Nationwide and NatWest accounts 'fixed after errors'
Separate errors that affected the accounts of customers at Nationwide and NatWest have been corrected, with a promise of refunds.
Some 704,426 Nationwide account holders who made payments on Tuesday saw the money leave their account again on Wednesday.
The problem was rectified by Friday, the building society said.
NatWest said a technical problem that affected online banking and debit payments had also been fixed.
The separate problems led to a situation in which customers of Nationwide made payments twice, while those at NatWest could not make payments at all.
BBC News website readers told of double debits for a £9,000 car, as well as missed mortgage payments.
Both institutions said that the problems had now been fixed.
"We are pleased to confirm that all debit card transactions processed twice have now been successfully corrected," said Jenny Groves, divisional director for customer experience at Nationwide.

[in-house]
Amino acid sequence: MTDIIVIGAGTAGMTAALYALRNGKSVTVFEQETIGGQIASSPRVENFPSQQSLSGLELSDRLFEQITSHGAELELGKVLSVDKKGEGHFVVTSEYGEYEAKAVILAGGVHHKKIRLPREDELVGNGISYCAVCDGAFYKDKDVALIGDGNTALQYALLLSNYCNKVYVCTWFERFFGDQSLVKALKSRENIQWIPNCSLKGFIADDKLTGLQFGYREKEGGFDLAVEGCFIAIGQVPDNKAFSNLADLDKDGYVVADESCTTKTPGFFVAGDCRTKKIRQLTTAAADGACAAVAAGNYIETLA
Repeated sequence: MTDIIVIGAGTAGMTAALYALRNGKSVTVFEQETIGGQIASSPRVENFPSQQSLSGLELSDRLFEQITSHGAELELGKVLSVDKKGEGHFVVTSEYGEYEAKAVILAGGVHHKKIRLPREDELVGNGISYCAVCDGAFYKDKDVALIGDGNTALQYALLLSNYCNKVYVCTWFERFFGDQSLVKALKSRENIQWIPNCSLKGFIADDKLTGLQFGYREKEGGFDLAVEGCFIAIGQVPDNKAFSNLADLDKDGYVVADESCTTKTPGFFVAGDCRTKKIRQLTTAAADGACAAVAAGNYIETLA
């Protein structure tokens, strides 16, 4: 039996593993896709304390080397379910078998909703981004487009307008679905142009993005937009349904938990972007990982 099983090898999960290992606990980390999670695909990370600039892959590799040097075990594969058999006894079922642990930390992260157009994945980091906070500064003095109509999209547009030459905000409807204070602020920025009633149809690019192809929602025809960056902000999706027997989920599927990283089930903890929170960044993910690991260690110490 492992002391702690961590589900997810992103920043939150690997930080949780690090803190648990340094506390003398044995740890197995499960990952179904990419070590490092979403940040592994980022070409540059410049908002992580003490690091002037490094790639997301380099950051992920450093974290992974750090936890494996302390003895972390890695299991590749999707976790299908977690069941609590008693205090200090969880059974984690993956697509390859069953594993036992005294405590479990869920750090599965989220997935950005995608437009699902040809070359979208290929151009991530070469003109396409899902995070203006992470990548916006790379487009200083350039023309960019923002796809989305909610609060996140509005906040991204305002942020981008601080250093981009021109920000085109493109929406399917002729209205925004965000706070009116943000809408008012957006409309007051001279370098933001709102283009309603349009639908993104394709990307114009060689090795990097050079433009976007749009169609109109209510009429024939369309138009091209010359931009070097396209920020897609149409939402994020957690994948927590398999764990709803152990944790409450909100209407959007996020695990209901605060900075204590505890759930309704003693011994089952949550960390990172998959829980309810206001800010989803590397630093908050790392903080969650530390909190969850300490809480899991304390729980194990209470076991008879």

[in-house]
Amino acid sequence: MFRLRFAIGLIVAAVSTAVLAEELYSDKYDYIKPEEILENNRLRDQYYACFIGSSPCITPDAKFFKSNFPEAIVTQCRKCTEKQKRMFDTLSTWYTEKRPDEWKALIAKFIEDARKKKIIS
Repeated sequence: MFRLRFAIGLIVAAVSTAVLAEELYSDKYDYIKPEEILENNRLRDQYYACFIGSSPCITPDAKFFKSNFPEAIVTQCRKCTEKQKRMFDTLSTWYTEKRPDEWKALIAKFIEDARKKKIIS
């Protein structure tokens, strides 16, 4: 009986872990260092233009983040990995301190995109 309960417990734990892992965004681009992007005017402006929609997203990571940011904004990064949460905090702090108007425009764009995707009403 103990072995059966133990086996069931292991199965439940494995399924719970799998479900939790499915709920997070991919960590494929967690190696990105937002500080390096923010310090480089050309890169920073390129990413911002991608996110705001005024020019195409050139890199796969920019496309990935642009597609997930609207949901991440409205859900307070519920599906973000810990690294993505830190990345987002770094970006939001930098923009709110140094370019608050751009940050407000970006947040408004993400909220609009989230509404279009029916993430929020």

"Once again, we wish to apologise to those customers affected. We have waived all charges and are in the process of refunding any costs associated with our error.
"Please be assured that none of our customers will suffer financial loss as a result of this."
The building society said that fewer than 50,000 customers were pushed into overdraft by the mistake, which was blamed on human error.
Any charges for this should be automatically refunded. However, a spokesman said that refunds for any other associated costs - such as affected payments to third parties - would be dealt with on a case-by-case basis.
Customers affected should go to their branch or contact Nationwide customer services .
A spokesman for the RBS Group, which owns NatWest, said: "Online banking is now fully operational and debit card transactions are processing as normal.
"We continue to monitor the systems closely and will keep our customers fully informed. We apologise for any inconvenience caused."
The problems come shortly after a software failure in June caused a huge backlog of payments at the RBS Group. One of the group's institutions, Ulster Bank, took a month to clear the problem.
Nationwide, which is a mutual owned by its members, said problems at banks had increased interest from new customers.
But the problem at the building society might have dented the ambition to encourage disgruntled bank customers to switch.